A Word About NEC & Eizo (proprietary) Display Colorimeters
The NEC SpectraSensor Pro is a colorimeter built by X-Rite specifically for NEC to calibrate wide gamut displays built by NEC using its proprietary SpectraView II software. The Eizo EX1 is a colorimeter built by DataColor specifically to calibrate Eizo displays using its EasyPIX software. They both can be used with their corresponding software to program the LUT of supported displays and therefore are offered as bundle when buying Eizo and NEC displays.
These colorimeters are just fine as they have been developed and tested under the supervision of the display maker to ensure they are able to program the monitors LUT using their proprietary software.
NEC SpectraView (i1 Display) Colorimeter
NEC used to also offer a special version of the i1 Display as shown below that supported wide gamut display calibration (the X-Rite i1 Display DOES NOT support wide gamut):
If you are a NEC display owner with one of these devices (or are considering buying one used), you do not need one of the products discussed in this article as it will still calibrate your NEC wide gamut display accurately. NEC and X-Rite will eventually phase out support for this product, so I wouldn’t invest in one at this point. Using today’s software and this hardware you should be able to accurately display any NEC display that supports SpectraView II, so an upgrade is only necessary in the future when you upgrade your operating system and/or SpectraView software to a version that no longer supports this device (won’t happen overnight).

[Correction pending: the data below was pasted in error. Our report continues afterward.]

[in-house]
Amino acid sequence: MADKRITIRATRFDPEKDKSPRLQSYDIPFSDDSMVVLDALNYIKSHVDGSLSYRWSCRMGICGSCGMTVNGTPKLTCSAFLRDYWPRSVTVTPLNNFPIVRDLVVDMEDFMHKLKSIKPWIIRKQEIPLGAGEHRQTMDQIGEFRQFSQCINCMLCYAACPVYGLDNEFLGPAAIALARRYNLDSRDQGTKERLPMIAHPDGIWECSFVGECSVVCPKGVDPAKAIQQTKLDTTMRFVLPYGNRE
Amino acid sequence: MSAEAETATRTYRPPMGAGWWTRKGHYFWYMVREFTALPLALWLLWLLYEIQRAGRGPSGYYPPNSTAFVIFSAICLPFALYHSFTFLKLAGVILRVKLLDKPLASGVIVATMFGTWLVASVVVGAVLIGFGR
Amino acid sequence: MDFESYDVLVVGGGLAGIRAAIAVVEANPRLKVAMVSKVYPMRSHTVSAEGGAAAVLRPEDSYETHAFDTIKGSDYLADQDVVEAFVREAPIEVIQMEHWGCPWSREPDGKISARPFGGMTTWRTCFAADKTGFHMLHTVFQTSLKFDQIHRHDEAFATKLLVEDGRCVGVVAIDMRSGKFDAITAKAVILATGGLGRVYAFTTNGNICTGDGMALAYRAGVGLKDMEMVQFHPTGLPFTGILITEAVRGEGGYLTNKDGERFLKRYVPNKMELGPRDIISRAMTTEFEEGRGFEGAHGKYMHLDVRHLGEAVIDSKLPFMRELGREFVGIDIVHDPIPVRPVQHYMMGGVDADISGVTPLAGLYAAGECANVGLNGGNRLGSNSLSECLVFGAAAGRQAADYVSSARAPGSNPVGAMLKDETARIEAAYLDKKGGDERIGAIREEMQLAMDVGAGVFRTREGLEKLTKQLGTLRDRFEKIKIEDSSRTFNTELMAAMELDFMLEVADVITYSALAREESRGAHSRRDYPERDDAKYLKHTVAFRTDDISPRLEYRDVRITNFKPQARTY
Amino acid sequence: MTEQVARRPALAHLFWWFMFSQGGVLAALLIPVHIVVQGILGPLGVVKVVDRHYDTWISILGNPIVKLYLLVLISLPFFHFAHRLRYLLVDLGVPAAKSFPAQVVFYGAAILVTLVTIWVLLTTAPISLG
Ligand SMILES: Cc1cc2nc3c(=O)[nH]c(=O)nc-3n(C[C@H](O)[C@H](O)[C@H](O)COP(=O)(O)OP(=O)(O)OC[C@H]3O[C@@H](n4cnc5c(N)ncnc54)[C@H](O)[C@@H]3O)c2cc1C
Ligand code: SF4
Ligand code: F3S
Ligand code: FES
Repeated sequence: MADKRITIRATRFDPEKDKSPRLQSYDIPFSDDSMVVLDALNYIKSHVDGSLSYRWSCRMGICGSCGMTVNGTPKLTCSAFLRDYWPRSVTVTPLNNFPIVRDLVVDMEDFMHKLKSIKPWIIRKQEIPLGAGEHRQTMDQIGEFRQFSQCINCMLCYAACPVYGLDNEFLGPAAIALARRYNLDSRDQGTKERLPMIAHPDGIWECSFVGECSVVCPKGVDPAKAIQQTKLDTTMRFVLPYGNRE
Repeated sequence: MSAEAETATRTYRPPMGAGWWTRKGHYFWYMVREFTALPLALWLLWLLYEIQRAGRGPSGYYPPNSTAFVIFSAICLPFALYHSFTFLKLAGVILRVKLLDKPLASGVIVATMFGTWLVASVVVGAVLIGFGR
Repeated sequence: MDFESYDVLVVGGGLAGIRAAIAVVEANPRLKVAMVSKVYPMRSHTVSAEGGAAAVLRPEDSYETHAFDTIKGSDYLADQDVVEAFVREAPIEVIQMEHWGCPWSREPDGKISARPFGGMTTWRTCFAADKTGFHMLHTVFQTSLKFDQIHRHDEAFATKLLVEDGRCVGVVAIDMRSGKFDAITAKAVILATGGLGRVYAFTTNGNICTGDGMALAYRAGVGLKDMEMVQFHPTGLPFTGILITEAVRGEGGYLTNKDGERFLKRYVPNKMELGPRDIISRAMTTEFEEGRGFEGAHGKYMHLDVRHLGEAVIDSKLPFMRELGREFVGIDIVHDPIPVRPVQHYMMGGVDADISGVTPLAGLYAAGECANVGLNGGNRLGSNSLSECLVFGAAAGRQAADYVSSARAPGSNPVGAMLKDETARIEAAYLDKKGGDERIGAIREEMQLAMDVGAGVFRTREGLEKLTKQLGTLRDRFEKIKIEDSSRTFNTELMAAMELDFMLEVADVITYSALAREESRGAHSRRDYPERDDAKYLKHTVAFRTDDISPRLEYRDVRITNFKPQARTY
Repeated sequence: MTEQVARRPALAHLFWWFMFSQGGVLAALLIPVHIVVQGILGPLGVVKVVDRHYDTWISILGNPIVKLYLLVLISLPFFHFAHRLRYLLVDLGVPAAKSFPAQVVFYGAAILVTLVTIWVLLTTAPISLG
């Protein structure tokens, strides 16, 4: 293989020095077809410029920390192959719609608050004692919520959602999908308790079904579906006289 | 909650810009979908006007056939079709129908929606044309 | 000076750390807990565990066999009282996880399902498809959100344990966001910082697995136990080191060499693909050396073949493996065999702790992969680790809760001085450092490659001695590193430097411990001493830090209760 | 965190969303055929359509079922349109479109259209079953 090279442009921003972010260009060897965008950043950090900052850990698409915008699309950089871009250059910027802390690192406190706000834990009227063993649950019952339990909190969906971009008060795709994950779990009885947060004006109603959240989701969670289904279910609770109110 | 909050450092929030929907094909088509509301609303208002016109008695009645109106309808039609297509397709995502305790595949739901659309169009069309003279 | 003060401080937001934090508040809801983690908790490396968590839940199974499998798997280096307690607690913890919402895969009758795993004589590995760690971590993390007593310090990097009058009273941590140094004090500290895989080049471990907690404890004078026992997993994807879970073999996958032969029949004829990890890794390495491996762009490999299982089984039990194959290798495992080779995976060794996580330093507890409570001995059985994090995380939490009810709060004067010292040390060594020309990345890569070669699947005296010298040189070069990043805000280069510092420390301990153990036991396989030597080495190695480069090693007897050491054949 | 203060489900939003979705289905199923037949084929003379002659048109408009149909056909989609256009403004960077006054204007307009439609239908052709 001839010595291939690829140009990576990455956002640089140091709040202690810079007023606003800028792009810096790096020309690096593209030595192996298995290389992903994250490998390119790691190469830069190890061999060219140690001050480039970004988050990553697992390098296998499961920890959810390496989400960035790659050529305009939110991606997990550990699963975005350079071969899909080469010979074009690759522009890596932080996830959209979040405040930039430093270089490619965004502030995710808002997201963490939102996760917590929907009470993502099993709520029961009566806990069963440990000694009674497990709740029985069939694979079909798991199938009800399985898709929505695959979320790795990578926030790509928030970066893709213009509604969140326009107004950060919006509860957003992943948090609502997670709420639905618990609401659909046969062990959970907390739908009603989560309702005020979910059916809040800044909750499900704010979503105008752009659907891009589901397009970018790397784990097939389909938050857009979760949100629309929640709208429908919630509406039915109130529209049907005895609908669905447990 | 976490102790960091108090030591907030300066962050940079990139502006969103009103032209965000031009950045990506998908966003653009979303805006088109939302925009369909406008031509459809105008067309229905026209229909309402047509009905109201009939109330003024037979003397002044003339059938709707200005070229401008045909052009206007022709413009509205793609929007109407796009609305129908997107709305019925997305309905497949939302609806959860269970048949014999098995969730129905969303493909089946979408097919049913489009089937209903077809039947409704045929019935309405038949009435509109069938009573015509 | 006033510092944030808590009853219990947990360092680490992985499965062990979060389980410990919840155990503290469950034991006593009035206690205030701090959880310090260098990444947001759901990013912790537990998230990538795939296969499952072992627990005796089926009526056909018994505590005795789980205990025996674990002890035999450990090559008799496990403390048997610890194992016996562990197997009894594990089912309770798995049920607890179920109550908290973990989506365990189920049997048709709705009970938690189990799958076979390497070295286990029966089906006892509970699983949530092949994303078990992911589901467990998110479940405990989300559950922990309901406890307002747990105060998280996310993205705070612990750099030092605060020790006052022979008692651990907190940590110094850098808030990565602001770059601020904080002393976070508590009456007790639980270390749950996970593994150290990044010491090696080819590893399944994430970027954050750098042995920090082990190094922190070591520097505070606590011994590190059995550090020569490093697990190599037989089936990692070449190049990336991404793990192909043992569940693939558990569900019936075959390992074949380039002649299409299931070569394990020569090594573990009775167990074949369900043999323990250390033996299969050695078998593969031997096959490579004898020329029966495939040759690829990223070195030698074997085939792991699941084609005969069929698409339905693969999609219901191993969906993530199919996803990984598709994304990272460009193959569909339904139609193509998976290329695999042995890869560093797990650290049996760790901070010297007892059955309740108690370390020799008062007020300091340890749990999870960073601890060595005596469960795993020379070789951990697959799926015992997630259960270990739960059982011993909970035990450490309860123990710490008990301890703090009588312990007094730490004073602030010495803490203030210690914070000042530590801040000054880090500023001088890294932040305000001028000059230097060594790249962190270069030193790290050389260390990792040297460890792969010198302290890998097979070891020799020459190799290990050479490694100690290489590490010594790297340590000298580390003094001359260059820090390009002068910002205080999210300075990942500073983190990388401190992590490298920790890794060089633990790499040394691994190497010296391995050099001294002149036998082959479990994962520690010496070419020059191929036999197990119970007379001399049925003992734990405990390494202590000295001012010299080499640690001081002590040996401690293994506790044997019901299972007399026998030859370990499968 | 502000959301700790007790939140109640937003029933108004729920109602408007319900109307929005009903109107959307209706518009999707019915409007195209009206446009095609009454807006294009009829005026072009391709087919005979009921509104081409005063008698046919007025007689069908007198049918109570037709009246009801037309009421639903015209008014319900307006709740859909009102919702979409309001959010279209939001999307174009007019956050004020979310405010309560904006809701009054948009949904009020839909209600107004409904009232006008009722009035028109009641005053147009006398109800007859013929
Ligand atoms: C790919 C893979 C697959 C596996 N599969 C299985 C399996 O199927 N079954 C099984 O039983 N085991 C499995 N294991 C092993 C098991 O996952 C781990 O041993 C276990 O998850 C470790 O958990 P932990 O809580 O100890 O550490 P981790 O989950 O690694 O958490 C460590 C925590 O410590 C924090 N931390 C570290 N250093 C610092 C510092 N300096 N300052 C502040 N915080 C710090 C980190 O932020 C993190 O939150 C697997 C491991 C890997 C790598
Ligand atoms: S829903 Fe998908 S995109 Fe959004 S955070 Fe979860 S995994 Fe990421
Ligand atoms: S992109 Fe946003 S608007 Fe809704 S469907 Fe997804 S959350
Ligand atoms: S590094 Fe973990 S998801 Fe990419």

Spectrophotometers – Display and Printer Calibration
Spectrophotometers like the ColorMunki PHOTO
calibrate displays plus create paper profiles
A spectrophotometer can be used to create paper profiles which is the process where you print out color swatches of known RGB values it and then measure the colors using a spectrophotometer to compare what color actually gets printed. The operating system, the printer, the inks and paper you use all combine to contaminate the color that ultimately ends up on the paper, so a printer paper profile used in conjunction with a display color profile (or calibrated LUT) is critical to get the colors you see on your screen to look the same way on the paper that comes out of your printer.